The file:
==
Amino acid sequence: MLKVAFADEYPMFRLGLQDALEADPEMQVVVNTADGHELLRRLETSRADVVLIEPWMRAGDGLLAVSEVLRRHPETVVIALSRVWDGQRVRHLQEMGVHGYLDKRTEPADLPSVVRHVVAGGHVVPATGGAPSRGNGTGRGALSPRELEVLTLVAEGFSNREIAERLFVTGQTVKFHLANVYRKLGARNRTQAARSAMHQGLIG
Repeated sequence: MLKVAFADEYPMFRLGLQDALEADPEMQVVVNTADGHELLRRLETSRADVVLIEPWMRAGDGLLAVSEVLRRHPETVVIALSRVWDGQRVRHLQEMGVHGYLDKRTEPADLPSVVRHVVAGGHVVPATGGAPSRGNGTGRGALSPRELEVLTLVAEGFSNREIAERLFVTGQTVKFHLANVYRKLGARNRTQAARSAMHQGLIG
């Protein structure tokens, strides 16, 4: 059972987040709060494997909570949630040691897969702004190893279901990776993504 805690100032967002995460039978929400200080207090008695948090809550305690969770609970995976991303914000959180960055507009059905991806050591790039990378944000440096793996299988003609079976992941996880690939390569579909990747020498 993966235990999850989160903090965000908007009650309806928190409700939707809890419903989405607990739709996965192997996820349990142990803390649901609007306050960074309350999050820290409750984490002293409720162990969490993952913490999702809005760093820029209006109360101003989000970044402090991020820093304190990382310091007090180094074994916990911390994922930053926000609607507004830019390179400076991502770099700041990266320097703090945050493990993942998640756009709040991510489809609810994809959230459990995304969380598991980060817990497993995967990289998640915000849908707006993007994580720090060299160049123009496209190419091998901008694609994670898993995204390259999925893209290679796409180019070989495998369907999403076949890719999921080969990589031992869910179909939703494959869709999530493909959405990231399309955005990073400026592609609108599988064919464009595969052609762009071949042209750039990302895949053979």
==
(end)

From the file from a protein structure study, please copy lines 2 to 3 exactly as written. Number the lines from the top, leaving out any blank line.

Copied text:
Repeated sequence: MLKVAFADEYPMFRLGLQDALEADPEMQVVVNTADGHELLRRLETSRADVVLIEPWMRAGDGLLAVSEVLRRHPETVVIALSRVWDGQRVRHLQEMGVHGYLDKRTEPADLPSVVRHVVAGGHVVPATGGAPSRGNGTGRGALSPRELEVLTLVAEGFSNREIAERLFVTGQTVKFHLANVYRKLGARNRTQAARSAMHQGLIG
């Protein structure tokens, strides 16, 4: 059972987040709060494997909570949630040691897969702004190893279901990776993504 805690100032967002995460039978929400200080207090008695948090809550305690969770609970995976991303914000959180960055507009059905991806050591790039990378944000440096793996299988003609079976992941996880690939390569579909990747020498 993966235990999850989160903090965000908007009650309806928190409700939707809890419903989405607990739709996965192997996820349990142990803390649901609007306050960074309350999050820290409750984490002293409720162990969490993952913490999702809005760093820029209006109360101003989000970044402090991020820093304190990382310091007090180094074994916990911390994922930053926000609607507004830019390179400076991502770099700041990266320097703090945050493990993942998640756009709040991510489809609810994809959230459990995304969380598991980060817990497993995967990289998640915000849908707006993007994580720090060299160049123009496209190419091998901008694609994670898993995204390259999925893209290679796409180019070989495998369907999403076949890719999921080969990589031992869910179909939703494959869709999530493909959405990231399309955005990073400026592609609108599988064919464009595969052609762009071949042209750039990302895949053979």